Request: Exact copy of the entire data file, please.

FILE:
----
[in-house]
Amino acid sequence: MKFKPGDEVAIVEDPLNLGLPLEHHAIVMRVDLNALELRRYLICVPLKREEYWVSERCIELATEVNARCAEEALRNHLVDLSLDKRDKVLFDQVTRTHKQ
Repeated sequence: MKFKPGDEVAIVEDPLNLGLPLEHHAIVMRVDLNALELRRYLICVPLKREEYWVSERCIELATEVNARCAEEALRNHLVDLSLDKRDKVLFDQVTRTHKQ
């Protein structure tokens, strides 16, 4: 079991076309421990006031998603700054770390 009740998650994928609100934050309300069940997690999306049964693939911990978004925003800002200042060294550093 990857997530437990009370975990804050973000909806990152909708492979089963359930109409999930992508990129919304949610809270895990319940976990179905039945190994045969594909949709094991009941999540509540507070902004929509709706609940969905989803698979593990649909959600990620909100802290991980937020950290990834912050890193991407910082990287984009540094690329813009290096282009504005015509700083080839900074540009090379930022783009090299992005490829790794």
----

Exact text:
[in-house]
Amino acid sequence: MKFKPGDEVAIVEDPLNLGLPLEHHAIVMRVDLNALELRRYLICVPLKREEYWVSERCIELATEVNARCAEEALRNHLVDLSLDKRDKVLFDQVTRTHKQ
Repeated sequence: MKFKPGDEVAIVEDPLNLGLPLEHHAIVMRVDLNALELRRYLICVPLKREEYWVSERCIELATEVNARCAEEALRNHLVDLSLDKRDKVLFDQVTRTHKQ
């Protein structure tokens, strides 16, 4: 079991076309421990006031998603700054770390 009740998650994928609100934050309300069940997690999306049964693939911990978004925003800002200042060294550093 990857997530437990009370975990804050973000909806990152909708492979089963359930109409999930992508990129919304949610809270895990319940976990179905039945190994045969594909949709094991009941999540509540507070902004929509709706609940969905989803698979593990649909959600990620909100802290991980937020950290990834912050890193991407910082990287984009540094690329813009290096282009504005015509700083080839900074540009090379930022783009090299992005490829790794």